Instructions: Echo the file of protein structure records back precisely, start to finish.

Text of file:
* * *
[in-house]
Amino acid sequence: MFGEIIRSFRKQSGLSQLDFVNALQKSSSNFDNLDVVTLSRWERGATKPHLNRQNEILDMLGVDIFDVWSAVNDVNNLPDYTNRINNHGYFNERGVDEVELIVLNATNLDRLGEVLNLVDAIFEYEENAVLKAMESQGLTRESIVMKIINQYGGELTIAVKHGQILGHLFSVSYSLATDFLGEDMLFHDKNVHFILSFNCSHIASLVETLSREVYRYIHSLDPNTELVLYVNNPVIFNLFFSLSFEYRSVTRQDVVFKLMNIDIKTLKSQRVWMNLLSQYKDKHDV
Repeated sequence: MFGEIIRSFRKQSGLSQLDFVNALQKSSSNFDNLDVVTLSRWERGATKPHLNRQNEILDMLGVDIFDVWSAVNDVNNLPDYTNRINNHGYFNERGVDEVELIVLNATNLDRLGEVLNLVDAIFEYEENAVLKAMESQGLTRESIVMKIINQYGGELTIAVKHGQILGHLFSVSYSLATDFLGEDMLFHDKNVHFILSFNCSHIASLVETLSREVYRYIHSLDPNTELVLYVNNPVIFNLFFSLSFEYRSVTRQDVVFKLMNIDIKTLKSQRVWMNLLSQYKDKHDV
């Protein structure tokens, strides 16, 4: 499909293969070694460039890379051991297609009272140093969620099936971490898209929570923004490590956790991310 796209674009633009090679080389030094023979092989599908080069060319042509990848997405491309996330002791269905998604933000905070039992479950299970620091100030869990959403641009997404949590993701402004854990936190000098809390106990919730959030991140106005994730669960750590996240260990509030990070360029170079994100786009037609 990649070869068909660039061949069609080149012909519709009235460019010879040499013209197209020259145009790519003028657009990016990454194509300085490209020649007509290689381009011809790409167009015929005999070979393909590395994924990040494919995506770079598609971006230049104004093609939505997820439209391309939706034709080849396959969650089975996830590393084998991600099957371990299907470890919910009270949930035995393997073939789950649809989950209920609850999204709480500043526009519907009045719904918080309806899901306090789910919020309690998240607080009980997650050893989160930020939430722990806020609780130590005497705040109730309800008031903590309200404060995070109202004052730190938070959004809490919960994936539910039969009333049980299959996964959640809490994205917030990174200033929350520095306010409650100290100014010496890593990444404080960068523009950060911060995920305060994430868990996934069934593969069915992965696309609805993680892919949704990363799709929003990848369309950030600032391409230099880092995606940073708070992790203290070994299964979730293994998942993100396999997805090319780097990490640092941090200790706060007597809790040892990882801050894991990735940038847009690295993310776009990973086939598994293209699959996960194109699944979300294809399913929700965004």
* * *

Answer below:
[in-house]
Amino acid sequence: MFGEIIRSFRKQSGLSQLDFVNALQKSSSNFDNLDVVTLSRWERGATKPHLNRQNEILDMLGVDIFDVWSAVNDVNNLPDYTNRINNHGYFNERGVDEVELIVLNATNLDRLGEVLNLVDAIFEYEENAVLKAMESQGLTRESIVMKIINQYGGELTIAVKHGQILGHLFSVSYSLATDFLGEDMLFHDKNVHFILSFNCSHIASLVETLSREVYRYIHSLDPNTELVLYVNNPVIFNLFFSLSFEYRSVTRQDVVFKLMNIDIKTLKSQRVWMNLLSQYKDKHDV
Repeated sequence: MFGEIIRSFRKQSGLSQLDFVNALQKSSSNFDNLDVVTLSRWERGATKPHLNRQNEILDMLGVDIFDVWSAVNDVNNLPDYTNRINNHGYFNERGVDEVELIVLNATNLDRLGEVLNLVDAIFEYEENAVLKAMESQGLTRESIVMKIINQYGGELTIAVKHGQILGHLFSVSYSLATDFLGEDMLFHDKNVHFILSFNCSHIASLVETLSREVYRYIHSLDPNTELVLYVNNPVIFNLFFSLSFEYRSVTRQDVVFKLMNIDIKTLKSQRVWMNLLSQYKDKHDV
């Protein structure tokens, strides 16, 4: 499909293969070694460039890379051991297609009272140093969620099936971490898209929570923004490590956790991310 796209674009633009090679080389030094023979092989599908080069060319042509990848997405491309996330002791269905998604933000905070039992479950299970620091100030869990959403641009997404949590993701402004854990936190000098809390106990919730959030991140106005994730669960750590996240260990509030990070360029170079994100786009037609 990649070869068909660039061949069609080149012909519709009235460019010879040499013209197209020259145009790519003028657009990016990454194509300085490209020649007509290689381009011809790409167009015929005999070979393909590395994924990040494919995506770079598609971006230049104004093609939505997820439209391309939706034709080849396959969650089975996830590393084998991600099957371990299907470890919910009270949930035995393997073939789950649809989950209920609850999204709480500043526009519907009045719904918080309806899901306090789910919020309690998240607080009980997650050893989160930020939430722990806020609780130590005497705040109730309800008031903590309200404060995070109202004052730190938070959004809490919960994936539910039969009333049980299959996964959640809490994205917030990174200033929350520095306010409650100290100014010496890593990444404080960068523009950060911060995920305060994430868990996934069934593969069915992965696309609805993680892919949704990363799709929003990848369309950030600032391409230099880092995606940073708070992790203290070994299964979730293994998942993100396999997805090319780097990490640092941090200790706060007597809790040892990882801050894991990735940038847009690295993310776009990973086939598994293209699959996960194109699944979300294809399913929700965004």